A new study highlights the benefits of looking at your network from the other side…
An article review.
If you were trying to attack your organization’s network, how would you start? That’s a question you may not have asked yourself, but experts say it’s something that can help you strengthen your security. That’s according to the 2022 Ethical Hacking Survey, which takes a look at some of the ways that organizations have added an adversarial, or “Red Team,” approach to their security practices to try and benefit from a hacker’s perspective.
Many organizations approach cybersecurity from the perspective of the “Blue Team,” or the people attempting to secure their resources from hackers, and while this is a natural way to look at the problem it can create blind spots that might not be apparent unless you’re thinking like the bad guys. For example, the report highlights the tendency for organizations to focus on patch management–which is important, but can miss the fact that a hacker is likely to try and breach a network by using social engineering tactics on an employee. A fully patched and properly configured system can still be penetrated if an employee lets an attacker in, and this is where your Red Team can come into play.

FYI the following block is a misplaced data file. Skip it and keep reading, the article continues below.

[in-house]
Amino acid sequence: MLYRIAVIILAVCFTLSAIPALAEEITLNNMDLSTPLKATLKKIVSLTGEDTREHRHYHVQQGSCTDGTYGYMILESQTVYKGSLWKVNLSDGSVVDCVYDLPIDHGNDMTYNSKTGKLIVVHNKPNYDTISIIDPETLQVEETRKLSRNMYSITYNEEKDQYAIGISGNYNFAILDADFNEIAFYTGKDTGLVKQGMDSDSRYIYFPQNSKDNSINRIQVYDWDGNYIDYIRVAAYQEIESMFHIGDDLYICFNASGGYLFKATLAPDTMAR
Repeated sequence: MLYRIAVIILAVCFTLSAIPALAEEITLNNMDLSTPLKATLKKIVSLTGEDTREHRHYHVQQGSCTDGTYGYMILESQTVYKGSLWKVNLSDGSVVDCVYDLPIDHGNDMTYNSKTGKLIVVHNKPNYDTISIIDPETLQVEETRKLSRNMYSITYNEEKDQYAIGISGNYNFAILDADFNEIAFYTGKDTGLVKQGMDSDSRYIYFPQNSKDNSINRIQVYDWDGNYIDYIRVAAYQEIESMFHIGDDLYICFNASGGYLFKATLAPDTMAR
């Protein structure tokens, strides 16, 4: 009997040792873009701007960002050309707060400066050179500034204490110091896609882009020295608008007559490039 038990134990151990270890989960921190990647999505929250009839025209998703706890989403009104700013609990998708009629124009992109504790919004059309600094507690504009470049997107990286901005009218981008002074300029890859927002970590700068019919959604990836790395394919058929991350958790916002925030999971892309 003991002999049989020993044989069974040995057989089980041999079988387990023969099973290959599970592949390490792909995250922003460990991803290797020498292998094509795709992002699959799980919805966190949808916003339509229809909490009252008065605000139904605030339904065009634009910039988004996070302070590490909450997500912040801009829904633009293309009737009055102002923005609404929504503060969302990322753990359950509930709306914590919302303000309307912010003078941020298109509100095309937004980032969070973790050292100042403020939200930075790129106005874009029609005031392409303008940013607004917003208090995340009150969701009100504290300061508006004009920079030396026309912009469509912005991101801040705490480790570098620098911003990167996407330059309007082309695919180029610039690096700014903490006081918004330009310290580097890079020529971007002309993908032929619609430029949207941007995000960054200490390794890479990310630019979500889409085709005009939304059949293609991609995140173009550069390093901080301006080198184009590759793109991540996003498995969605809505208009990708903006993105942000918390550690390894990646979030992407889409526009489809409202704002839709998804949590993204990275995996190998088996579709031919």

Employing a Red Team can help immensely, but as the report notes it can be difficult sometimes to have your employees shift into a “criminal mindset.” If you can get your organization to adopt that mindset, though, you can gain valuable insights into your organization’s security and uncover threats you may not have realized existed.
Original article by Mary K. Pratt, writing for CSO.